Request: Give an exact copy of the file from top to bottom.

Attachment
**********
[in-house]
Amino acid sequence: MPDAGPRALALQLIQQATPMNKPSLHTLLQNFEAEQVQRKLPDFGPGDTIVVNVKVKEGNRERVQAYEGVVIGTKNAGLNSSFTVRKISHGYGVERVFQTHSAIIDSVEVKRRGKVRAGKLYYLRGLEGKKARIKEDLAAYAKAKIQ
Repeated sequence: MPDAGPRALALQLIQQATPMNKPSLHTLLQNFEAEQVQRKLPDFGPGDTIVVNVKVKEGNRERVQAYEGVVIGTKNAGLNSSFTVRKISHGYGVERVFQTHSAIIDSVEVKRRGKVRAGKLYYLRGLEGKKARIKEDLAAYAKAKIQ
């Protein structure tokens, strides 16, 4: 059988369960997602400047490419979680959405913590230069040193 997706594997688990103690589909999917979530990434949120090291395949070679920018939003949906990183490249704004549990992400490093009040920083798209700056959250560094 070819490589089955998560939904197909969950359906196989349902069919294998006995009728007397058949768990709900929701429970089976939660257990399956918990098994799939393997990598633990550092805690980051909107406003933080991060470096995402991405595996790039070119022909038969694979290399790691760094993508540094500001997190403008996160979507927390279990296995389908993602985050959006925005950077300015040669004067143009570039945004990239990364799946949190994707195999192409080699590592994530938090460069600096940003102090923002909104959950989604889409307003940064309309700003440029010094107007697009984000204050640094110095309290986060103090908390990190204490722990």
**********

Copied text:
[in-house]
Amino acid sequence: MPDAGPRALALQLIQQATPMNKPSLHTLLQNFEAEQVQRKLPDFGPGDTIVVNVKVKEGNRERVQAYEGVVIGTKNAGLNSSFTVRKISHGYGVERVFQTHSAIIDSVEVKRRGKVRAGKLYYLRGLEGKKARIKEDLAAYAKAKIQ
Repeated sequence: MPDAGPRALALQLIQQATPMNKPSLHTLLQNFEAEQVQRKLPDFGPGDTIVVNVKVKEGNRERVQAYEGVVIGTKNAGLNSSFTVRKISHGYGVERVFQTHSAIIDSVEVKRRGKVRAGKLYYLRGLEGKKARIKEDLAAYAKAKIQ
């Protein structure tokens, strides 16, 4: 059988369960997602400047490419979680959405913590230069040193 997706594997688990103690589909999917979530990434949120090291395949070679920018939003949906990183490249704004549990992400490093009040920083798209700056959250560094 070819490589089955998560939904197909969950359906196989349902069919294998006995009728007397058949768990709900929701429970089976939660257990399956918990098994799939393997990598633990550092805690980051909107406003933080991060470096995402991405595996790039070119022909038969694979290399790691760094993508540094500001997190403008996160979507927390279990296995389908993602985050959006925005950077300015040669004067143009570039945004990239990364799946949190994707195999192409080699590592994530938090460069600096940003102090923002909104959950989604889409307003940064309309700003440029010094107007697009984000204050640094110095309290986060103090908390990190204490722990």